Seat 8: (small blind) folded before the Flop

What does it take?

What the do I have to do to get retards to lay down their stupid flush draws? Go all-in on any flop with two of a suit?

Full Tilt Poker Game #_: Turbo Fiddy (_), Table 13 - 25/50 - No Limit Hold'em - 1:15:06 ET - 2008/10/20
Seat 2: (3,595)
Seat 3: (540)
Seat 4: (2,005)
Seat 5: hero (2,000)
Seat 6: (1,315)
Seat 7: villain (3,675)
Seat 8: (1,060)
Seat 9: (3,810)
Seat 4 posts the small blind of 25
hero posts the big blind of 50
The button is in seat #3
*** HOLE CARDS ***
Dealt to hero [Ad 6d]
Sear 6 folds
Seat 7 calls 50
Seat 8 folds
Seat 9 calls 50
Seat 2 folds
Seat 3 folds
Seat 4 folds
hero raises to 225
villain calls 175
Seat 9 folds
*** FLOP *** [As Qc 5c]
hero bets 525
villain calls 525
*** TURN *** [As Qc 5c] [Kd]
hero bets 1,250, and is all in
villain calls 1,250
hero shows [Ad 6d]
villain shows [2c 3c]

Really? You called a pre-flop raise and went all the way to the river with the worst flush draw possible?

You know, when they talk about licensing and regulating Internet poker, I often wonder if it's the sites they should really be licensing.

*** RIVER *** [As Qc 5c Kd] [8c]

Oh, of FUCKING course.

hero shows a pair of Aces
villain shows a flush, Queen high
villain wins the pot (4,075) with a flush, Queen high
hero stands up
The blinds are now 30/60
*** SUMMARY ***
Total pot 4,075 | Rake 0
Board: [As Qc 5c Kd 8c]
Seat 2: didn't bet (folded)
Seat 3: (button) didn't bet (folded)
Seat 4: (small blind) folded before the Flop
Seat 5: hero (big blind) showed [Ad 6d] and lost with a pair of Aces
Seat 6: didn't bet (folded)
Seat 7: villain showed [2c 3c] and won (4,075) with a flush, Queen high
Seat 8: didn't bet (folded)
Seat 9: folded before the Flop

There is nothing to say

Here's a two-fer from the same SnG:

First, try and guess what each of these two players has. You're going to be wrong. Promise.

PokerStars Game #_: Tournament #_, $50+$2 Hold'em No Limit - Level I (10/20) - 2008/10/19 3:05:13 ET
Table '_ 1' 10-max Seat #2 is the button
Seat 1: (1500 in chips)
Seat 2: donkey (1540 in chips)
Seat 3: (1460 in chips)
Seat 4: shark (1500 in chips)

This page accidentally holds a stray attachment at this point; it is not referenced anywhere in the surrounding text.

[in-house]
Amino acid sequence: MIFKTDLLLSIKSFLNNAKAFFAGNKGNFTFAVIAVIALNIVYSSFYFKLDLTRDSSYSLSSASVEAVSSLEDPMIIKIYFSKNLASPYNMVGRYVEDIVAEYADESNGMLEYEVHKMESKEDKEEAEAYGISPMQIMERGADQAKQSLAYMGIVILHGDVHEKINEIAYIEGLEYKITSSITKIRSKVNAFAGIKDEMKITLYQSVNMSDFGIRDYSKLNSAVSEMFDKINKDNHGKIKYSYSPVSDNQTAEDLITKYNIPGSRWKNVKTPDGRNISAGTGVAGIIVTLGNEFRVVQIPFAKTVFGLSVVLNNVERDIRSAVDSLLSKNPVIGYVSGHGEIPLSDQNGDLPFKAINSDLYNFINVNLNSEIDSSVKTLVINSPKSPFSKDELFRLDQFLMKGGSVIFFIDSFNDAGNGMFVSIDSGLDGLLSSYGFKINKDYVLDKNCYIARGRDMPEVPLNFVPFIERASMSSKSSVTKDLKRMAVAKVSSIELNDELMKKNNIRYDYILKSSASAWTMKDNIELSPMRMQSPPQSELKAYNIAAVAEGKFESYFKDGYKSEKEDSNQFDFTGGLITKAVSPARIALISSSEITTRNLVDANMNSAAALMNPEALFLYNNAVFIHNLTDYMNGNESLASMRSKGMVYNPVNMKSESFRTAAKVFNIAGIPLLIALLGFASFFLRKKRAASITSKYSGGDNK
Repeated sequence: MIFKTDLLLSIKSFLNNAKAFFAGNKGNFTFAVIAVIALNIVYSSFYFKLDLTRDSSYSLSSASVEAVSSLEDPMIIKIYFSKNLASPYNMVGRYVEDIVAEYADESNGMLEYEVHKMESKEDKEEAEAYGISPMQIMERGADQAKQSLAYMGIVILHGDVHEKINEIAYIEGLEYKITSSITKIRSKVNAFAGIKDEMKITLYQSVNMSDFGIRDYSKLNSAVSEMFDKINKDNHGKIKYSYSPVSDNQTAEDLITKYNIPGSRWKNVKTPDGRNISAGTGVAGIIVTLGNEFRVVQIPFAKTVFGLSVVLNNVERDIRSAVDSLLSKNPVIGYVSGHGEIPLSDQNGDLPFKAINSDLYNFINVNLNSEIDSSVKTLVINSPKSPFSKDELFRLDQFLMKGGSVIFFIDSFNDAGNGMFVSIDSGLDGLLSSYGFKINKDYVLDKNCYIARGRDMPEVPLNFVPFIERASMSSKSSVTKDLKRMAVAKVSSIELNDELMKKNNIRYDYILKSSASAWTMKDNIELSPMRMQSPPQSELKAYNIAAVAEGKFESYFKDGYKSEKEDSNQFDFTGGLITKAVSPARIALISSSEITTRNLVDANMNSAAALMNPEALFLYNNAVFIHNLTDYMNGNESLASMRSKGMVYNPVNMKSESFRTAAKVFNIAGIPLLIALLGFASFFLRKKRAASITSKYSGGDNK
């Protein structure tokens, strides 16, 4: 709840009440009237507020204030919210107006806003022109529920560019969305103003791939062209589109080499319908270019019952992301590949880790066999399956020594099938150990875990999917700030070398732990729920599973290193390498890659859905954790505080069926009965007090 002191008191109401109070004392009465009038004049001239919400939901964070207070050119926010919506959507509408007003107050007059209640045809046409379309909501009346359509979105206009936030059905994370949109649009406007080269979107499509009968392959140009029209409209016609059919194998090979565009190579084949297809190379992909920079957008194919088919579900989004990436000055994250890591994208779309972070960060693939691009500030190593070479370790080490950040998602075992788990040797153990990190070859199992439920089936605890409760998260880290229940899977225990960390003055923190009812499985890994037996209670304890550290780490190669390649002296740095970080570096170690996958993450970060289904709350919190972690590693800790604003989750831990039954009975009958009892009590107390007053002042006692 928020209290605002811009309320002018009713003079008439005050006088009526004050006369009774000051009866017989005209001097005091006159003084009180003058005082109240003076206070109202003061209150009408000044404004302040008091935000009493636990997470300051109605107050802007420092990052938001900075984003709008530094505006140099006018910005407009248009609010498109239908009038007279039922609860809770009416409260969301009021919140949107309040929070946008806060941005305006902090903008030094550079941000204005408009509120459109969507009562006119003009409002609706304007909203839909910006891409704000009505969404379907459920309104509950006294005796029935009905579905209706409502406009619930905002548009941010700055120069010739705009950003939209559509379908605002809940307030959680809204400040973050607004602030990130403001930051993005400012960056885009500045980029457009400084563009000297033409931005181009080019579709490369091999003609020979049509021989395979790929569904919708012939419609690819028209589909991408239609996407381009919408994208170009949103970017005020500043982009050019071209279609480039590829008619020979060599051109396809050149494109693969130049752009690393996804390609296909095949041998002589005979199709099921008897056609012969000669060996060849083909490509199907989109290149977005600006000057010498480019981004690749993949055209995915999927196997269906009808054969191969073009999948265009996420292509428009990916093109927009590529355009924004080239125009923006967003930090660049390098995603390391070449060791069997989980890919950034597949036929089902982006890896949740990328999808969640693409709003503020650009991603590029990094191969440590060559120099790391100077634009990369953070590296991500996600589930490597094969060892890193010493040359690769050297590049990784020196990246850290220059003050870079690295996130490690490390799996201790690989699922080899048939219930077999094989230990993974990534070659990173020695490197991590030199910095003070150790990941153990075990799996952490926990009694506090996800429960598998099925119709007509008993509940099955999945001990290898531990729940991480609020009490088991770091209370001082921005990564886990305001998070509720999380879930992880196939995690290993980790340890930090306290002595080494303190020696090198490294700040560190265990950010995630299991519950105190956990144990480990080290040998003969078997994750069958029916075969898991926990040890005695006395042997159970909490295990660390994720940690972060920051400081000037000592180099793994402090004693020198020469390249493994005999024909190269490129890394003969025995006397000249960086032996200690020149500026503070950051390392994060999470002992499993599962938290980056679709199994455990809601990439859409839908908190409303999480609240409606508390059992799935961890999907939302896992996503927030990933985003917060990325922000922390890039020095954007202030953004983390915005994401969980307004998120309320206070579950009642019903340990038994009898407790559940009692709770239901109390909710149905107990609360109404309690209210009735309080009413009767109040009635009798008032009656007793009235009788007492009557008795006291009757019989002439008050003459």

Seat 5: (1500 in chips)
Seat 6: (1500 in chips)
Seat 7: (1500 in chips)
Seat 8: (1500 in chips)
Seat 9: hero (1500 in chips)
Seat 10: (1500 in chips)
Seat 3: posts small blind 10
shark: posts big blind 20
*** HOLE CARDS ***
Dealt to hero [7s 3s]
Seat 5: folds
Seat 6: folds
Seat 7: folds
Seat 8: folds
hero: folds
Seat 10: folds
Seat 1: folds
donkey: raises 20 to 40
Seat 3: folds
shark: raises 60 to 100
donkey: calls 60
*** FLOP *** [Qc Js 5d]
shark: bets 100
donkey: calls 100
*** TURN *** [Qc Js 5d] [Ah]
shark: bets 180
donkey: calls 180
*** RIVER *** [Qc Js 5d Ah] [4h]
shark: bets 500
donkey: raises 660 to 1160 and is all-in
shark: calls 620 and is all-in
Uncalled bet (40) returned to donkey
*** SHOW DOWN ***
donkey: shows [Ts 4s] (a pair of Fours)
shark: shows [As Ad] (three of a kind, Aces)
shark collected 3010 from pot
*** SUMMARY ***
Total pot 3010 | Rake 0
Board [Qc Js 5d Ah 4h]
Seat 1: folded before Flop (didn't bet)
Seat 2: donkey (button) showed [Ts 4s] and lost with a pair of Fours
Seat 3: (small blind) folded before Flop
Seat 4: shark (big blind) showed [As Ad] and won (3010) with three of a kind, Aces
Seat 5: folded before Flop (didn't bet)
Seat 6: folded before Flop (didn't bet)
Seat 7: folded before Flop (didn't bet)
Seat 8: folded before Flop (didn't bet)
Seat 9: hero folded before Flop (didn't bet)
Seat 10: folded before Flop (didn't bet)

And this one:

I was involved here, and once again... There must be something in the water.

PokerStars Game #_: Tournament #_, $50+$2 Hold'em No Limit - Level IV (50/100) - 2008/10/19 3:21:33 ET
Table '_ 1' 10-max Seat #4 is the button
Seat 1: (1640 in chips)
Seat 3: (1515 in chips)
Seat 4: (3465 in chips)
Seat 5: (1215 in chips)
Seat 7: villain (2000 in chips)
Seat 8: (1870 in chips)
Seat 9: hero (1975 in chips)
Seat 10: (1320 in chips)
[skip a bunch of lines of everybody putting in a 10 chip ante]
Seat 5: posts small blind 50
villain: posts big blind 100
*** HOLE CARDS ***
Dealt to hero [Kd Ks]
Seat 8: folds
hero: raises 200 to 300
Seat 10: folds
Seat 1: folds
Seat 3: folds
Seat 4: folds
Seat 5: folds
villain: raises 1690 to 1990 and is all-in
hero: calls 1665 and is all-in
Uncalled bet (25) returned to villain

He turns up 5To.

Really? I was making a bull-crap move from 2nd position? Having played almost no hands so far?

*** FLOP *** [4h Jh 6h]
*** TURN *** [4h Jh 6h] [2h]
*** RIVER *** [4h Jh 6h 2h] [4s]
*** SHOW DOWN ***
villain: shows [5c Ts] (a pair of Fours)
hero: shows [Kd Ks] (two pair, Kings and Fours)
hero collected 4060 from pot
*** SUMMARY ***
Total pot 4060 | Rake 0
Board [4h Jh 6h 2h 4s]
Seat 1: folded before Flop (didn't bet)
Seat 3: folded before Flop (didn't bet)
Seat 4: (button) folded before Flop (didn't bet)
Seat 5: (small blind) folded before Flop
Seat 7: villain (big blind) showed [5c Ts] and lost with a pair of Fours
Seat 8: folded before Flop (didn't bet)
Seat 9: hero showed [Kd Ks] and won (4060) with two pair, Kings and Fours
Seat 10: folded before Flop (didn't bet)

Friday, October 17, 2008

Nice call, eeyore

Full Tilt Poker Game #_: $110 + $9 Sit & Go (Turbo) (_ Table 1 - 80/160 - No Limit Hold'em - 10:26:14 ET - 2008/10/17
Seat 1: (1,230)
Seat 5: (3,920), is sitting out
Seat 6: (850)
Seat 7: villain (4,650)
Seat 8: hero (2,850)
villain posts the small blind of 80